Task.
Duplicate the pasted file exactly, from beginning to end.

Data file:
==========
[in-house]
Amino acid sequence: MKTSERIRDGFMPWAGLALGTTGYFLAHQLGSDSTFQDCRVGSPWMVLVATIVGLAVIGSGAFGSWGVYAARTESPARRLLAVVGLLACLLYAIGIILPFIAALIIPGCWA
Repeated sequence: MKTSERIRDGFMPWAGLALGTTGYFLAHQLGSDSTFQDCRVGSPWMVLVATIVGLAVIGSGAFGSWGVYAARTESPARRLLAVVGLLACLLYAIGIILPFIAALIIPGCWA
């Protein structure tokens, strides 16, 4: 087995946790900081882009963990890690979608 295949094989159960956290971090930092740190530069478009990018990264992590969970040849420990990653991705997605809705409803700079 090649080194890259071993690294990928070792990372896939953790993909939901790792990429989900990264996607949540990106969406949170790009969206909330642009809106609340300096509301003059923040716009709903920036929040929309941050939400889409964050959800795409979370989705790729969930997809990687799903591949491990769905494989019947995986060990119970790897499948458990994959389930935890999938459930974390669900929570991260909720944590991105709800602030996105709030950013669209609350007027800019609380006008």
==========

[in-house]
Amino acid sequence: MKTSERIRDGFMPWAGLALGTTGYFLAHQLGSDSTFQDCRVGSPWMVLVATIVGLAVIGSGAFGSWGVYAARTESPARRLLAVVGLLACLLYAIGIILPFIAALIIPGCWA
Repeated sequence: MKTSERIRDGFMPWAGLALGTTGYFLAHQLGSDSTFQDCRVGSPWMVLVATIVGLAVIGSGAFGSWGVYAARTESPARRLLAVVGLLACLLYAIGIILPFIAALIIPGCWA
């Protein structure tokens, strides 16, 4: 087995946790900081882009963990890690979608 295949094989159960956290971090930092740190530069478009990018990264992590969970040849420990990653991705997605809705409803700079 090649080194890259071993690294990928070792990372896939953790993909939901790792990429989900990264996607949540990106969406949170790009969206909330642009809106609340300096509301003059923040716009709903920036929040929309941050939400889409964050959800795409979370989705790729969930997809990687799903591949491990769905494989019947995986060990119970790897499948458990994959389930935890999938459930974390669900929570991260909720944590991105709800602030996105709030950013669209609350007027800019609380006008």